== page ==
Is CPR worth the flight?
If you’ve been around the internet the past couple of years, you may have seen the argument about whether learning CPR is worth it.
While CPR is often associated with drowning, the argument has been focused on its use in cases of cardiac arrest. Those against it focus on the low survival rates and the fact that performing CPR can cause unnecessary suffering for the victim. Yet, it still is the best option we have for treating cardiac arrest in the field. Herein lies the argument: is CPR still worth learning?
(Spoiler alert: yes.)
CPR Increases Survival Rates
While it’s difficult to perform a comprehensive study of cardiac arrest patients, it is estimated 2% to 16% of people survive the CPR process in the long run range from 2% to 16%. Of course, it isn’t the CPR itself that’s killing these patients. Cardiac arrest has the highest mortality rate in America and CPR is a life-saving act. However, the case has been made that CPR is a cruel and painful elongation of life, as it can fracture ribs and lead to internal bleeding. Yet the number of patients who survive cardiac arrest is three times higher when CPR is performed. CPR is still saving lives.
Over 300,000 people in America go into cardiac arrest each year. That’s about one every 90 seconds. 80% of cardiac arrest cases occur outside of a hospital, which means that most people aren’t near a doctor when they collapse. Nowadays, so few people know CPR and so many are worried about legal complications, that only 30% of people who do collapse outside of a hospital receive CPR. That means the other 70% have a third of the chance of surviving than those who receive CPR. Of the 200,000 people who die of cardiac arrest each year, about 50,000 could have been saved.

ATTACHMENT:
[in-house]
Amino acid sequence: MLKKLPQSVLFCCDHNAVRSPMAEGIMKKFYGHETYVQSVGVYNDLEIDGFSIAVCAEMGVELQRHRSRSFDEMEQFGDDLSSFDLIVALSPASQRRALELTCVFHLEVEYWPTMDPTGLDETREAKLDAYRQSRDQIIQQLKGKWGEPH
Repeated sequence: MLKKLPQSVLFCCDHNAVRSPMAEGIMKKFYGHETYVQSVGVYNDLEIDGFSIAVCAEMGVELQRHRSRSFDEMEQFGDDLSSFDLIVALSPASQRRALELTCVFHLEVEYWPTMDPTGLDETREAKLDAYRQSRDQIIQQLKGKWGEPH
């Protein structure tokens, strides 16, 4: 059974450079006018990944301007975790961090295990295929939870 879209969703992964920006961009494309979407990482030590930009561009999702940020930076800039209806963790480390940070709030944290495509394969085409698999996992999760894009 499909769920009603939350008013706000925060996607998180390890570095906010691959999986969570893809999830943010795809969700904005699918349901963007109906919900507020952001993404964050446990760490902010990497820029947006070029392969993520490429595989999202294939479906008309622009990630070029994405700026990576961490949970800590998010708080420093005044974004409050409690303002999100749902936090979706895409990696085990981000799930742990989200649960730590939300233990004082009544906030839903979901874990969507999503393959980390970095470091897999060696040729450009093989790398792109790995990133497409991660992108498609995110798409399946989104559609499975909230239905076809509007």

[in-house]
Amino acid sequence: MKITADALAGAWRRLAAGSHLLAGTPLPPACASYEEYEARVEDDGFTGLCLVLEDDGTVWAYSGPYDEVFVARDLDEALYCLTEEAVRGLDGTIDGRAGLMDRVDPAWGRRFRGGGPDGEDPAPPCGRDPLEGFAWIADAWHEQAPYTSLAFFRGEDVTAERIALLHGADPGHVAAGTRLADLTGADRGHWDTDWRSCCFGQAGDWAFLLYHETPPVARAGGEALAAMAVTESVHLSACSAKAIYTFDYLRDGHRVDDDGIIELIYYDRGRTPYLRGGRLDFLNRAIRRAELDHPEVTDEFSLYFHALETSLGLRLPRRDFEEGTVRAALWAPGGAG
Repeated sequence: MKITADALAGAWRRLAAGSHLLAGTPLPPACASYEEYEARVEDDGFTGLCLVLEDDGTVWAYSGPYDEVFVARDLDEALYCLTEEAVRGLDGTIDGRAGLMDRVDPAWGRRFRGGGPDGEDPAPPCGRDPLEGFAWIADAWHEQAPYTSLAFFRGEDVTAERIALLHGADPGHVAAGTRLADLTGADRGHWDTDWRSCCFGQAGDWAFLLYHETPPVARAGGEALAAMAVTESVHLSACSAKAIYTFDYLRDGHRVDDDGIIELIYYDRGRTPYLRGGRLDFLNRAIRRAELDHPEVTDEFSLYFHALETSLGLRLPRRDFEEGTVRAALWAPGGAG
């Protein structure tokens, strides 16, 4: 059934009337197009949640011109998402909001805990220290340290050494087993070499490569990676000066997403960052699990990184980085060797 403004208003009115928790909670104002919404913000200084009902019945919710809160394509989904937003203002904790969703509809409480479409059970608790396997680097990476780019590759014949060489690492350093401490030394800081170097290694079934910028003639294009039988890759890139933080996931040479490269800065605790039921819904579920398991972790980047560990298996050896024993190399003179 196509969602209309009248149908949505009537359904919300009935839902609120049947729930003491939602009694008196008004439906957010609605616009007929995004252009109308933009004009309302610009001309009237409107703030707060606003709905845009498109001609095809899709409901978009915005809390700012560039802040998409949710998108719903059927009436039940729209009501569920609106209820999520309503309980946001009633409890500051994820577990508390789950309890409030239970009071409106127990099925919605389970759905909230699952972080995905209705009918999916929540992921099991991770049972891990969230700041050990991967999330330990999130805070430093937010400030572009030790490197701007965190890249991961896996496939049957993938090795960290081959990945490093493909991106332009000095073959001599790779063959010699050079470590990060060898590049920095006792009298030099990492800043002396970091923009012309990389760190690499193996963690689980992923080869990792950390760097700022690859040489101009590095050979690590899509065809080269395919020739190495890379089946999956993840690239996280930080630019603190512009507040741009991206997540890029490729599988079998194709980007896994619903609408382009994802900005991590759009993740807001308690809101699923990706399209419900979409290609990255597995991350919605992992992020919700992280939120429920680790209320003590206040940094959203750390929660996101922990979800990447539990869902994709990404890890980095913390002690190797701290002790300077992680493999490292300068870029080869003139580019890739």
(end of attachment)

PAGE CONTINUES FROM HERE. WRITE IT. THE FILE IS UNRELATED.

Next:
Across America, more and more people are signing DNR orders, asking that they not be resuscitated should anything happen to them. Still, the vast majority of people do not have anything like this and want life-saving attempts to be made. Even if a patient does have a DNR, the 2000 Federal Cardiac Arrest Survival Act ensures that you will not be sued for performing CPR except in cases of gross negligence. Good Samaritan acts exist for a reason. These acts protect you in your good intentions.
How to Be Prepared
This week hosts the SMACC Dub conference, an international conference held this year in Dublin about critical care. The international community agrees: it’s still right to learn CPR. It’s still right to try to save a life. There are many places to do this: CPR is as widely taught as it should be practiced.
One of the places you can become CPR certified is with us. Our Workforce Training Department offers a variety of CPR courses, with one starting almost every week in the semester. Visit our website at cetrain.isu.edu/cpr to learn more—come be a more prepared citizen with us.